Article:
Petrol bombs thrown at police at Derry Easter commemoration

The 32 CSM Easter Monday commemoration taking place at the Derry city cemetery 
The 32 CSM Easter Monday commemoration taking place at the Derry city cemetery  The 32 CSM Easter Monday commemoration taking place at the Derry city cemetery 

A NUMBER of petrol bombs were thrown at police at the start of the main Easter Monday dissident republican parade in Derry.

A 13-strong colour party wearing military-style clothing led the parade from the city’s Creggan roundabout to the republican plot at Derry city cemetery where high-profile former prisoner, Thomas Ashe Mellon delivered the oration.

As the parade assembled close to the gates of Derry city cemetery, police were attacked with petrol bombs as a Land Rover drover through the area with a message warning that the commemoration had not been properly notified to the Parades Commission.

A number of young people also threw stones at other Land Rovers as police used a loud speaker to warn anyone taking part that the parade had not been legally authorised. No-one was injured in the disturbances.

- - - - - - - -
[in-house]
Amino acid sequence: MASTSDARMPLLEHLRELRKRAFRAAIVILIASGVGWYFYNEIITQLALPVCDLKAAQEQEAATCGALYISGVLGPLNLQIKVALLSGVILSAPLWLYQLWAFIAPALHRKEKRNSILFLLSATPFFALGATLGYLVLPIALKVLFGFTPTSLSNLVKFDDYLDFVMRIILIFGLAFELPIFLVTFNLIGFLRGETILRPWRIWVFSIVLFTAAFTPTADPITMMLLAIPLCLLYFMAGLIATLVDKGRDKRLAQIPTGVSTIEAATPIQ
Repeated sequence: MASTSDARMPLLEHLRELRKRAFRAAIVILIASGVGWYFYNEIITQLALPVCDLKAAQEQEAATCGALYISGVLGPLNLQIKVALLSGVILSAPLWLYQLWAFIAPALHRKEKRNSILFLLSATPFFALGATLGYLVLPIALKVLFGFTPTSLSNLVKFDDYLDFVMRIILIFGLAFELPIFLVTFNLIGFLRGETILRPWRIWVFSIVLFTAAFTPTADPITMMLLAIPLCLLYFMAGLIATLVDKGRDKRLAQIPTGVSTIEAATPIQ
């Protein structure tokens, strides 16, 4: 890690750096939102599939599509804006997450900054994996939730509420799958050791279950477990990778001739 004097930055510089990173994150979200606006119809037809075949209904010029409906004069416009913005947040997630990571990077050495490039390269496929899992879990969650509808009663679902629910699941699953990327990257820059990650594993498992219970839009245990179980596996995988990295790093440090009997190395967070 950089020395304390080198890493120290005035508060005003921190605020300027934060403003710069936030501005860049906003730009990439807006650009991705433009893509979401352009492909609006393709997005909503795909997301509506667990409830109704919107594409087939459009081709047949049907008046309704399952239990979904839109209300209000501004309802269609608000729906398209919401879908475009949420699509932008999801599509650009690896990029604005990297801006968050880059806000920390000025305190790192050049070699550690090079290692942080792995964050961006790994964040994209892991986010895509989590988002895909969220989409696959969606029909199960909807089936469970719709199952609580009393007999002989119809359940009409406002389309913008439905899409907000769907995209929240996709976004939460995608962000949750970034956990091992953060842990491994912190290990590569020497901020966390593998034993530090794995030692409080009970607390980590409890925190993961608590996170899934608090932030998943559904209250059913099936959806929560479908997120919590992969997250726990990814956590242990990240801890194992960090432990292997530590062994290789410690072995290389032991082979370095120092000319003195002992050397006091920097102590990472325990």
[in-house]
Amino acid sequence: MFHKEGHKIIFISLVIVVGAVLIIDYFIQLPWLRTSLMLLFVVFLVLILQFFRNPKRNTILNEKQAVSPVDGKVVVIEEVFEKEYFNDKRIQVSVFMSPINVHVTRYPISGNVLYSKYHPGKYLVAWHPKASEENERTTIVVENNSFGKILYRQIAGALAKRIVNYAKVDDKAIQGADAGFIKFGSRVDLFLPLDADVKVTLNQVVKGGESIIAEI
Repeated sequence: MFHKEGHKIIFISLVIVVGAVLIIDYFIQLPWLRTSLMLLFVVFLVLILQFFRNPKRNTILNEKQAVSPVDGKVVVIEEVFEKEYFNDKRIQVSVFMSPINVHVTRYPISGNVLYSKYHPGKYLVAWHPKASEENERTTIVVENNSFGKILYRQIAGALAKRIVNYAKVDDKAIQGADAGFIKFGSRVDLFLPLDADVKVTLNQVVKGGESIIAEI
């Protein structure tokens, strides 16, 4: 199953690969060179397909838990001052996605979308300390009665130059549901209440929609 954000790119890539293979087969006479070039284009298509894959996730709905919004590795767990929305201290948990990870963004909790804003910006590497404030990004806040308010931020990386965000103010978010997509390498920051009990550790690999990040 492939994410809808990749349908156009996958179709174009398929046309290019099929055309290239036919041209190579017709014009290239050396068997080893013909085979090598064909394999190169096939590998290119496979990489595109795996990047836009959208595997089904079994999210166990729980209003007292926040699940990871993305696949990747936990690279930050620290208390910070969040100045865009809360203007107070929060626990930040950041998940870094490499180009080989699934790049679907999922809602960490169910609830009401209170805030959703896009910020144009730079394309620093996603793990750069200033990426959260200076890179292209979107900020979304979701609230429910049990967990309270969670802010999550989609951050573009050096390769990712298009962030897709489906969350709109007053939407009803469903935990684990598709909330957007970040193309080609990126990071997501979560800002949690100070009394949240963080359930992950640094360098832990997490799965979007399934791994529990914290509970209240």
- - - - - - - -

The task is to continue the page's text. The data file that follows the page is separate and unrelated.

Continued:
There was a high profile security presence throughout Monday’s commemoration with police vehicles patrolling the roads around the city cemetery and a police helicopter it the air.

In keeping with similar Easter commemoration events in Coalisland and Lurgan, the main colour party wore military-style uniforms and dark glasses. However, the participants did not have their faces covered.

Among the floral tributes laid at Derry’s republican monument was a wreath on behalf of the IRA while tributes were also laid by the republican prisoners’ association and the 32 County Sovereignty Movement.

In his address, leading republican, Mr Mellon attacked Irish President Michael D Higgins over his statement that 1916 Rising led to the independence of the Irish nation.

Mr Mellon said: "This ignores the reality that six of the 32 counties which make up the Irish nation remain under military occupation by the age old oppressor."

The Derry man - who was sentenced 28 months in 2014 in connection with an attempt to smuggle a note into Maghaberry prison - described Sinn Féin representatives as former comrades and "careerist politicians" and claimed they had no right to the legacy of the 1916 leaders.

"It is our responsibility to work effectively in a focused and strategic fashion to bring about the socialist republic that republican volunteer soldiers died for. We are the unfinished revolution," Mr Mellon said.

Following the commemoration, the parade dispersed peacefully.